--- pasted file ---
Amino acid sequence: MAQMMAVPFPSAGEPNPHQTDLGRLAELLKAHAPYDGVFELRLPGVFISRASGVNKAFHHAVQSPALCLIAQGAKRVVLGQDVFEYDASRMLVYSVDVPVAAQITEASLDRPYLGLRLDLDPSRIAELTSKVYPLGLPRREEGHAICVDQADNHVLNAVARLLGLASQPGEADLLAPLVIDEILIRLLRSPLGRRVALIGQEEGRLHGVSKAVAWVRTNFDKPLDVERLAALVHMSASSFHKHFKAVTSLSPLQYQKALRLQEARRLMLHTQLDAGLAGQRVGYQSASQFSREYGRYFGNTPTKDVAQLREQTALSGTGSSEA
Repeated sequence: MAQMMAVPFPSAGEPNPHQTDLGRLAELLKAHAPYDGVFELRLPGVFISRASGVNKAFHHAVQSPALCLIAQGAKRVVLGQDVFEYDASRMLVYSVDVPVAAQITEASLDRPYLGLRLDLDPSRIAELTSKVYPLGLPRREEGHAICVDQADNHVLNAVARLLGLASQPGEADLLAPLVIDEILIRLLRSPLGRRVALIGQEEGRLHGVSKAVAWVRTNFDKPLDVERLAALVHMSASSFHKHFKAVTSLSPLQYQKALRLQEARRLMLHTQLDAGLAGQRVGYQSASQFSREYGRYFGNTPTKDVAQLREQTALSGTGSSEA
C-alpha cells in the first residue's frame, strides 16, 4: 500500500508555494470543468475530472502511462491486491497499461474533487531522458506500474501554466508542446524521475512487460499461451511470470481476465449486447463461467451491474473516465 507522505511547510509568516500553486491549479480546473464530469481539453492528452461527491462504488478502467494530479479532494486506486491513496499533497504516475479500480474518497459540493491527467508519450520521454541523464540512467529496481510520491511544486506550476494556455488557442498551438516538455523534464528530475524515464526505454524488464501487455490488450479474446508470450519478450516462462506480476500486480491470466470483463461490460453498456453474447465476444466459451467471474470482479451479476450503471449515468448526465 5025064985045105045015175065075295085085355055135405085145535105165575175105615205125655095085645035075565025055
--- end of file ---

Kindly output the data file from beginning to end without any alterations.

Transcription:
Amino acid sequence: MAQMMAVPFPSAGEPNPHQTDLGRLAELLKAHAPYDGVFELRLPGVFISRASGVNKAFHHAVQSPALCLIAQGAKRVVLGQDVFEYDASRMLVYSVDVPVAAQITEASLDRPYLGLRLDLDPSRIAELTSKVYPLGLPRREEGHAICVDQADNHVLNAVARLLGLASQPGEADLLAPLVIDEILIRLLRSPLGRRVALIGQEEGRLHGVSKAVAWVRTNFDKPLDVERLAALVHMSASSFHKHFKAVTSLSPLQYQKALRLQEARRLMLHTQLDAGLAGQRVGYQSASQFSREYGRYFGNTPTKDVAQLREQTALSGTGSSEA
Repeated sequence: MAQMMAVPFPSAGEPNPHQTDLGRLAELLKAHAPYDGVFELRLPGVFISRASGVNKAFHHAVQSPALCLIAQGAKRVVLGQDVFEYDASRMLVYSVDVPVAAQITEASLDRPYLGLRLDLDPSRIAELTSKVYPLGLPRREEGHAICVDQADNHVLNAVARLLGLASQPGEADLLAPLVIDEILIRLLRSPLGRRVALIGQEEGRLHGVSKAVAWVRTNFDKPLDVERLAALVHMSASSFHKHFKAVTSLSPLQYQKALRLQEARRLMLHTQLDAGLAGQRVGYQSASQFSREYGRYFGNTPTKDVAQLREQTALSGTGSSEA
C-alpha cells in the first residue's frame, strides 16, 4: 500500500508555494470543468475530472502511462491486491497499461474533487531522458506500474501554466508542446524521475512487460499461451511470470481476465449486447463461467451491474473516465 507522505511547510509568516500553486491549479480546473464530469481539453492528452461527491462504488478502467494530479479532494486506486491513496499533497504516475479500480474518497459540493491527467508519450520521454541523464540512467529496481510520491511544486506550476494556455488557442498551438516538455523534464528530475524515464526505454524488464501487455490488450479474446508470450519478450516462462506480476500486480491470466470483463461490460453498456453474447465476444466459451467471474470482479451479476450503471449515468448526465 5025064985045105045015175065075295085085355055135405085145535105165575175105615205125655095085645035075565025055